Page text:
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Posted at 4:00 PM ET, 12/23/2010

For Britain and Russia, another round of spy wars

By Jeff Stein

“Spy wars” are the Gilbert and Sullivan of foreign relations. Most of the time the punishment fits the crime, to coin a phrase (which happens to be theirs). Each side boots out the other’s spy in high dudgeon.

And so it went this week, when British foreign secretary William Hague announced that he had sent a Russian “diplomat” packing from London on Dec. 10, “in response to clear evidence of activities by the Russian intelligence services against U.K. interests." Hague said the Russians had responded by booting a British diplomat from Moscow six days later, without “any basis for this action."

Early leaks suggested that the unnamed Russian had indeed gone overboard in his espionage zeal.

The Guardian said “he was described as having ‘crossed the line’ between what is regarded as acceptable and unacceptable behavior of an intelligence officer. It is believed he was discovered approaching an individual rather than stealing information or entering any sensitive buildings."

Government officials denied that the expulsion had anything to do with spying allegations leveled at Ekaterina Zatuliveter, the Russian research assistant of Mike Hancock, a Liberal Democrat member of parliament. Zatuliveter is fighting deportation.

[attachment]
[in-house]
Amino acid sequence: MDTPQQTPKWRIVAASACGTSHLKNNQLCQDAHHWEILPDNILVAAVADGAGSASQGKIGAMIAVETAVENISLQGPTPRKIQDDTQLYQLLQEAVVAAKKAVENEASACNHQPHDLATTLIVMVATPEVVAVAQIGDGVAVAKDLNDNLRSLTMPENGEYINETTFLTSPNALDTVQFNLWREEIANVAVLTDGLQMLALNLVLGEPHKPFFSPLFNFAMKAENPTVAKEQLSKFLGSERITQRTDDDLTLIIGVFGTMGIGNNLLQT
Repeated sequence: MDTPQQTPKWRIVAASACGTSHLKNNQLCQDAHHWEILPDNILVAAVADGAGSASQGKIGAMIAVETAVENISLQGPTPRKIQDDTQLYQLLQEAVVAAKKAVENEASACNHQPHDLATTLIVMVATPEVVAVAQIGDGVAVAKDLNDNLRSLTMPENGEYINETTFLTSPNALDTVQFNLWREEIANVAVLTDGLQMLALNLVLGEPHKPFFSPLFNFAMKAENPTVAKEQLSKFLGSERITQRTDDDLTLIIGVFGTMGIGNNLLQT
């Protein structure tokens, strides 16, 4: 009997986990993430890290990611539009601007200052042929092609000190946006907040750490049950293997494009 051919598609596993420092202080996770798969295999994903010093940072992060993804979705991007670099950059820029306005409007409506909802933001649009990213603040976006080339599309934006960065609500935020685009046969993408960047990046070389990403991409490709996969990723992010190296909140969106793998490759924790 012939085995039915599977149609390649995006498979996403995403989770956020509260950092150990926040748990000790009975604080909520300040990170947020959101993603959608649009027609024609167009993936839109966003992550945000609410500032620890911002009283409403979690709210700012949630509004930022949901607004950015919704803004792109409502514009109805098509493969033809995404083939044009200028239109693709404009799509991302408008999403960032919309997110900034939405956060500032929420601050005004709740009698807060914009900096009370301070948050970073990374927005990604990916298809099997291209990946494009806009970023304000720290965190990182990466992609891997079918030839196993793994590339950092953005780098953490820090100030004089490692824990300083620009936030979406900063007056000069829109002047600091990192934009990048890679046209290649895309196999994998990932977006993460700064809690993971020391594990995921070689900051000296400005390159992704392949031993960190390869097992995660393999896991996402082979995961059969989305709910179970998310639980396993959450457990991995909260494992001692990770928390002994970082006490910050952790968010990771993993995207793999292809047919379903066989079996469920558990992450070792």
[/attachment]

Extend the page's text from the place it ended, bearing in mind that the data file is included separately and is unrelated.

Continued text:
But it was quite possible, intelligence sources suggested, that the unidentified Russian expelled from London had tied to build on contacts in Parliament.

What spies do, of course, is approach people who can steal information for them--the closer to secrets the better.

“Lots of intelligence agents try to collect sensitive information by…finding people who talk too much,” said a veteran CIA operations officer, who like other intelligence sources discusses such matters only on terms of anonymity. “Some even walk through buildings--if they can--that contain sensitive information. They can always say, ‘I was lost,’ or, ‘I did not know this was forbidden,’ etcetera. No one believes it, but it goes on all of the time.”

But spies sometimes do, he said, “cross the line.”

“I would hunch that whoever was the object of an approach might have considerable influence [or] position, and became upset by the pitch,” said another retired CIA operative. “It happens. The complaint is made in-house…and action needs be taken.”

The veteran CIA operative agreed. “If the intel officer meets someone in a sensitive position, and is clearly trying to develop them, or preparing to recruit them, even using a ‘soft recruitment’ -- i.e., ‘It is not for my government but I do some consulting on the side’ -- then the host government will usually send the guy or girl home to send a message,” he added by e-mail.

Which is? “Don’t try to develop or recruit officials of our government…”

On the surface, there is nothing extraordinary in the expulsions. But in the background lies something rare in the normally genteel espionage trade: murder.